Weekly Musing: Strengths and Weaknesses

Every writer, no matter their level of experience and success, has their strengths and weaknesses. Some write such realistic dialogue the reader can hear the characters as if they were sitting next to them having a conversation. Others are able to weave incredibly tight, complex plots. Still others are able to juggle multiple points of view. While others excel at creating unique, compelling characters. But for every writer with a strength or two or three, they also have a weakness or two or three.

And that’s okay. In theory anyway. There is a ton of information about how to improve every aspect of your writing. For someone like me, a born perfectionist who overthinks pretty much everything (thanks anxiety), getting bombarded with such makes me feel that in order to get anything published I must excel in all areas. On an intellectual level I understand this simply isn’t possible. How many of my favorite books and authors could I point out the strengths and weaknesses?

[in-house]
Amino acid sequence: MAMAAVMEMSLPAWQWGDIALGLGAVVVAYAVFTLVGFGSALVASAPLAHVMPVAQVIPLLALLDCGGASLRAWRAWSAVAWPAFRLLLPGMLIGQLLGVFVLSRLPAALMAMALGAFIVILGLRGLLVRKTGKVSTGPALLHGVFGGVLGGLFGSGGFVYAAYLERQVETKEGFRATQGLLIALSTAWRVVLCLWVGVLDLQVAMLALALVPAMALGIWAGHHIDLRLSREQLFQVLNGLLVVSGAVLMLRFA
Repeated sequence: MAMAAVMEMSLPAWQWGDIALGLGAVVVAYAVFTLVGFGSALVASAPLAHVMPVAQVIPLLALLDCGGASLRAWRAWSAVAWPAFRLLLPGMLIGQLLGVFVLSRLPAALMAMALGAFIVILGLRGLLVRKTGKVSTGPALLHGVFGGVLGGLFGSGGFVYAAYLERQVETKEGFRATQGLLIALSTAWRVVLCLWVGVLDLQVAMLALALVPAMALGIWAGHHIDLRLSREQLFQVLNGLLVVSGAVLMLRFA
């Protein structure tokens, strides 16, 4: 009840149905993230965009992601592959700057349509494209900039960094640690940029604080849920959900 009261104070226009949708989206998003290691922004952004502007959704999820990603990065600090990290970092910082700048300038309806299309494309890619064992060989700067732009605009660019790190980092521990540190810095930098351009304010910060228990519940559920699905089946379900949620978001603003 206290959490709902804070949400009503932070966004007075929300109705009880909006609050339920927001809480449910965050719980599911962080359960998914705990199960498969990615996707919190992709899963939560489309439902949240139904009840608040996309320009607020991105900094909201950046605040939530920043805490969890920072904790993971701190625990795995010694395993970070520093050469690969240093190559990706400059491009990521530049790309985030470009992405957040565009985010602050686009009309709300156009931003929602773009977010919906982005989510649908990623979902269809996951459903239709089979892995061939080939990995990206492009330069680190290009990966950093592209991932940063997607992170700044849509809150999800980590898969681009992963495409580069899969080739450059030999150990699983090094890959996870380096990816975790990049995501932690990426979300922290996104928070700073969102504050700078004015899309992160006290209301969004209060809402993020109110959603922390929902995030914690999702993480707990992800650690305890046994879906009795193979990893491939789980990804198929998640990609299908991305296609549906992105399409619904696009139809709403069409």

So below are what I consider my strengths and weaknesses at this point. Admittedly there will probably be more weaknesses since I tend to focus more on the negative and how to improve. Anyway, typical massive writer insecurities aside, here we go!


Dialogue: One of the things I always appreciate in any story is dialogue. Dialogue for me is not only what gives me a sense of who a character but the story as well. I’m also fascinating by how people talk. Their choice of words, regional slang and dialect, accents, cadence, it’s all interesting.